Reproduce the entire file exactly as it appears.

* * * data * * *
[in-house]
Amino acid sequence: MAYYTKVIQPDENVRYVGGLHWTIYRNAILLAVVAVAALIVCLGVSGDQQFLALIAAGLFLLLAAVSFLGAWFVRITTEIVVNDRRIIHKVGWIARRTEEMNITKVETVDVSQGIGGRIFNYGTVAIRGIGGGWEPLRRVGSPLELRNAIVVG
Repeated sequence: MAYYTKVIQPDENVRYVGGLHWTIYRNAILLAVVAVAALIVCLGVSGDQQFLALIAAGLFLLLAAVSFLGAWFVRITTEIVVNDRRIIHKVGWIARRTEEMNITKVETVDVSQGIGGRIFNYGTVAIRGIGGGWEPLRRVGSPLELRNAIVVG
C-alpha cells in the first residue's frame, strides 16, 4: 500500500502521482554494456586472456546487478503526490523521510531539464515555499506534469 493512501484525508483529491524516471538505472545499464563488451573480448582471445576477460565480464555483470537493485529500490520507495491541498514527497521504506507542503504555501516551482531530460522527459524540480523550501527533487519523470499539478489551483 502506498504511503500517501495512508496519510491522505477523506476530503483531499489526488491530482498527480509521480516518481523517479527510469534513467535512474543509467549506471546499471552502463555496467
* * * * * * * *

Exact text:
[in-house]
Amino acid sequence: MAYYTKVIQPDENVRYVGGLHWTIYRNAILLAVVAVAALIVCLGVSGDQQFLALIAAGLFLLLAAVSFLGAWFVRITTEIVVNDRRIIHKVGWIARRTEEMNITKVETVDVSQGIGGRIFNYGTVAIRGIGGGWEPLRRVGSPLELRNAIVVG
Repeated sequence: MAYYTKVIQPDENVRYVGGLHWTIYRNAILLAVVAVAALIVCLGVSGDQQFLALIAAGLFLLLAAVSFLGAWFVRITTEIVVNDRRIIHKVGWIARRTEEMNITKVETVDVSQGIGGRIFNYGTVAIRGIGGGWEPLRRVGSPLELRNAIVVG
C-alpha cells in the first residue's frame, strides 16, 4: 500500500502521482554494456586472456546487478503526490523521510531539464515555499506534469 493512501484525508483529491524516471538505472545499464563488451573480448582471445576477460565480464555483470537493485529500490520507495491541498514527497521504506507542503504555501516551482531530460522527459524540480523550501527533487519523470499539478489551483 502506498504511503500517501495512508496519510491522505477523506476530503483531499489526488491530482498527480509521480516518481523517479527510469534513467535512474543509467549506471546499471552502463555496467